TV veteran Jeremy Lovering’s feature film debut In Fear effectively draws on moody British landscapes to construct a flawed, but chilling study of primal terror. On their way to a music festival, new young couple Lucy (Alice Englert) and Tom (Iain De Caestecker) plan to spend a romantic night at a countryside hotel. But misleading signs pointing in contradictory directions lead them in circles, and as night falls they seem unable to find their way back to the main road. Lost in an infernal maze in pitch-black darkness, they begin to believe that there is someone out there threatening them. Unbalanced by frustration, fear and paranoia, Tom and Lucy are pushed to their limits by the taunts of their invisible tormentor, and what they believe is their fight for survival.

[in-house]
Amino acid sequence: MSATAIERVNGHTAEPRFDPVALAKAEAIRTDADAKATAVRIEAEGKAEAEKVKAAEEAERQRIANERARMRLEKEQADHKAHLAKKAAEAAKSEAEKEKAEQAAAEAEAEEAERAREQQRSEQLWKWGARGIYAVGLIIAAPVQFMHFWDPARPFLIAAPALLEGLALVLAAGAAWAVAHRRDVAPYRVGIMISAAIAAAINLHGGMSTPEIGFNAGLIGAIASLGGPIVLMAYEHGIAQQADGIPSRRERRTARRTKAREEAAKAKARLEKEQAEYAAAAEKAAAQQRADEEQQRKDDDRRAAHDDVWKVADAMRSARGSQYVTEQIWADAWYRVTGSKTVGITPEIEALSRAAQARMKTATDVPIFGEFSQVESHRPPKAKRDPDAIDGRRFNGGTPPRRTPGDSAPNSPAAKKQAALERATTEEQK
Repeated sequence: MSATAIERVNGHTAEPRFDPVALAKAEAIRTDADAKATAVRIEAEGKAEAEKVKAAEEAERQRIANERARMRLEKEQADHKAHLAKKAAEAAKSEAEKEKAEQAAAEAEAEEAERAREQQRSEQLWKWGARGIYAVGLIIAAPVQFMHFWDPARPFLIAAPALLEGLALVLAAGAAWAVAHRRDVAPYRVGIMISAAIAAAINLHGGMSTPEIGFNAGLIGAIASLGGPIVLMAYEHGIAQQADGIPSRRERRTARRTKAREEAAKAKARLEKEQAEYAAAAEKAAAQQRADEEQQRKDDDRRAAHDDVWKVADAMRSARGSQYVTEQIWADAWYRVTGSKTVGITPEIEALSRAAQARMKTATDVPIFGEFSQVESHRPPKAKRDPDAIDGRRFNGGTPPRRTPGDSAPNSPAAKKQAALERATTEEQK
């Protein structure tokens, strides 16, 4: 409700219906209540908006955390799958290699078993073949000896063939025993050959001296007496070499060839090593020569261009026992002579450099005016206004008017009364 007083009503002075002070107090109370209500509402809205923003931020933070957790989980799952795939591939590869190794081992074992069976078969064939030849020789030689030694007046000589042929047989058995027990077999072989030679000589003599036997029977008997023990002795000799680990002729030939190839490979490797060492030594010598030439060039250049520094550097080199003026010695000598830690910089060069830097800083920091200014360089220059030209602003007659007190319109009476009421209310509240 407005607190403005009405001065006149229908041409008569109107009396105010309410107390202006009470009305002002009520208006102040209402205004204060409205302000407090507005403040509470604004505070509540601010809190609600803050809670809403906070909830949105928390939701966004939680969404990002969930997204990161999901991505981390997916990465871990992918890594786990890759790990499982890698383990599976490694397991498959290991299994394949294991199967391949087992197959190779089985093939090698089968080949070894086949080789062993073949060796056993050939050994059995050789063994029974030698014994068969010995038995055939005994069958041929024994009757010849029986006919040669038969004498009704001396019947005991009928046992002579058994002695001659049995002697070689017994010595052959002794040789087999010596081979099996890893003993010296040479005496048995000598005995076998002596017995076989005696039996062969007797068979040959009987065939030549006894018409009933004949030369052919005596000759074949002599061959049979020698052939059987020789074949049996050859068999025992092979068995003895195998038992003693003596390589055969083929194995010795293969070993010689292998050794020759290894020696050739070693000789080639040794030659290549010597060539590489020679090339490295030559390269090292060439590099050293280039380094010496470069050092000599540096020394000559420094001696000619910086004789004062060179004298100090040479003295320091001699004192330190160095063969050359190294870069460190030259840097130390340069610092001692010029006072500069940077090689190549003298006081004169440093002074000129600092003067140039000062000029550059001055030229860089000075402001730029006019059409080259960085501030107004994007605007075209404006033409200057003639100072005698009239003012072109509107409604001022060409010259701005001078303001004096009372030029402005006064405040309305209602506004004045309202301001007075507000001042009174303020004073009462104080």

Lovering revealed as little of the script as he could to his two leads during shooting, which results in intense, raw performances, especially from Englert, who seems genuinely terrified. The minimal set-up explores the way in which the characters are manipulated into extreme behaviour by an enigmatic figure playing cruel games – interestingly, it is fear that is the trigger for violence here, rather than the other way around. Lovering skilfully creates a potent atmosphere of surreal dread, brilliantly supported by Roly Porter and Daniel Pemberton‘s excellent soundtrack. All in all, however, the film feels a little slight, requiring a fair amount of the audience’s good will in order to work, and the conclusion is an unsatisfactory unravelling of the tension that had been so tightly wound up.
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